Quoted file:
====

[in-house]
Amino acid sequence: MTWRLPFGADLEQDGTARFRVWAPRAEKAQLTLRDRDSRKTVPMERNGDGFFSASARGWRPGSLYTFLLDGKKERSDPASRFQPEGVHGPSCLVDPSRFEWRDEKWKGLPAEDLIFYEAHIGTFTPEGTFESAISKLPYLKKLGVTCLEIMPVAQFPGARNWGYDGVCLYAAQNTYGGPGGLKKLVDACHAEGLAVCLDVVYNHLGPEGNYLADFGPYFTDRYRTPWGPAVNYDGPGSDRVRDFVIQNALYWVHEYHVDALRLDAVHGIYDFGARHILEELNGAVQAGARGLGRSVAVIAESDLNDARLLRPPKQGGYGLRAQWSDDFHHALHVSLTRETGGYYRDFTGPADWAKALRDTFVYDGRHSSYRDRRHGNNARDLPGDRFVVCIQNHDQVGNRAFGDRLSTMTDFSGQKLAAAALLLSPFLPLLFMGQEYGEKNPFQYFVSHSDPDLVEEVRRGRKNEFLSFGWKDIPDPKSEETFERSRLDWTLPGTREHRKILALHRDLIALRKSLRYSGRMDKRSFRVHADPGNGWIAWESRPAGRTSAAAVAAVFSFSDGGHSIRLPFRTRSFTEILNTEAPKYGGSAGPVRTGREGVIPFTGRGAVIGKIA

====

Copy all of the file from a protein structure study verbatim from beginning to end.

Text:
[in-house]
Amino acid sequence: MTWRLPFGADLEQDGTARFRVWAPRAEKAQLTLRDRDSRKTVPMERNGDGFFSASARGWRPGSLYTFLLDGKKERSDPASRFQPEGVHGPSCLVDPSRFEWRDEKWKGLPAEDLIFYEAHIGTFTPEGTFESAISKLPYLKKLGVTCLEIMPVAQFPGARNWGYDGVCLYAAQNTYGGPGGLKKLVDACHAEGLAVCLDVVYNHLGPEGNYLADFGPYFTDRYRTPWGPAVNYDGPGSDRVRDFVIQNALYWVHEYHVDALRLDAVHGIYDFGARHILEELNGAVQAGARGLGRSVAVIAESDLNDARLLRPPKQGGYGLRAQWSDDFHHALHVSLTRETGGYYRDFTGPADWAKALRDTFVYDGRHSSYRDRRHGNNARDLPGDRFVVCIQNHDQVGNRAFGDRLSTMTDFSGQKLAAAALLLSPFLPLLFMGQEYGEKNPFQYFVSHSDPDLVEEVRRGRKNEFLSFGWKDIPDPKSEETFERSRLDWTLPGTREHRKILALHRDLIALRKSLRYSGRMDKRSFRVHADPGNGWIAWESRPAGRTSAAAVAAVFSFSDGGHSIRLPFRTRSFTEILNTEAPKYGGSAGPVRTGREGVIPFTGRGAVIGKIA